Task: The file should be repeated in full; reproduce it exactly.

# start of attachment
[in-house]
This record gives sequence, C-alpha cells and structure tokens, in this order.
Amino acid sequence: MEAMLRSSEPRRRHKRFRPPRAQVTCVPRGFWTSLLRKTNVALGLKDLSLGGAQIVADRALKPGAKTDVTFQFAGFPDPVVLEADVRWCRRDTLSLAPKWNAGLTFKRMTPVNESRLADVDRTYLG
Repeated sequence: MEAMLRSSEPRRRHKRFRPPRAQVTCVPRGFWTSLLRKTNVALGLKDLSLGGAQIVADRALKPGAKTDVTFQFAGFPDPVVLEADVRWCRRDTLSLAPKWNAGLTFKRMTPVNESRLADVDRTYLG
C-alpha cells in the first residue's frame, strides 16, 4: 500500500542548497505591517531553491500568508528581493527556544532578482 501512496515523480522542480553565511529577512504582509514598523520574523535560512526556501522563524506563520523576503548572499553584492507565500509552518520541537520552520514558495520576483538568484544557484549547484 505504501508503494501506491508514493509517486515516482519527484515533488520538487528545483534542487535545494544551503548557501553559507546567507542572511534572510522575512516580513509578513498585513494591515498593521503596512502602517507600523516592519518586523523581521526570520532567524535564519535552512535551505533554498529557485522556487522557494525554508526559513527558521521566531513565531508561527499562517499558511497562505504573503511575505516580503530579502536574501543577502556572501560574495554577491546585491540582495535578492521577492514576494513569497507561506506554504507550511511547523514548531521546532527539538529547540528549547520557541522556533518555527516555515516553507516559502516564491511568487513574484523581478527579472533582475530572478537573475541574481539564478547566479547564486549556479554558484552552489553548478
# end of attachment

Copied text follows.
[in-house]
This record gives sequence, C-alpha cells and structure tokens, in this order.
Amino acid sequence: MEAMLRSSEPRRRHKRFRPPRAQVTCVPRGFWTSLLRKTNVALGLKDLSLGGAQIVADRALKPGAKTDVTFQFAGFPDPVVLEADVRWCRRDTLSLAPKWNAGLTFKRMTPVNESRLADVDRTYLG
Repeated sequence: MEAMLRSSEPRRRHKRFRPPRAQVTCVPRGFWTSLLRKTNVALGLKDLSLGGAQIVADRALKPGAKTDVTFQFAGFPDPVVLEADVRWCRRDTLSLAPKWNAGLTFKRMTPVNESRLADVDRTYLG
C-alpha cells in the first residue's frame, strides 16, 4: 500500500542548497505591517531553491500568508528581493527556544532578482 501512496515523480522542480553565511529577512504582509514598523520574523535560512526556501522563524506563520523576503548572499553584492507565500509552518520541537520552520514558495520576483538568484544557484549547484 505504501508503494501506491508514493509517486515516482519527484515533488520538487528545483534542487535545494544551503548557501553559507546567507542572511534572510522575512516580513509578513498585513494591515498593521503596512502602517507600523516592519518586523523581521526570520532567524535564519535552512535551505533554498529557485522556487522557494525554508526559513527558521521566531513565531508561527499562517499558511497562505504573503511575505516580503530579502536574501543577502556572501560574495554577491546585491540582495535578492521577492514576494513569497507561506506554504507550511511547523514548531521546532527539538529547540528549547520557541522556533518555527516555515516553507516559502516564491511568487513574484523581478527579472533582475530572478537573475541574481539564478547566479547564486549556479554558484552552489553548478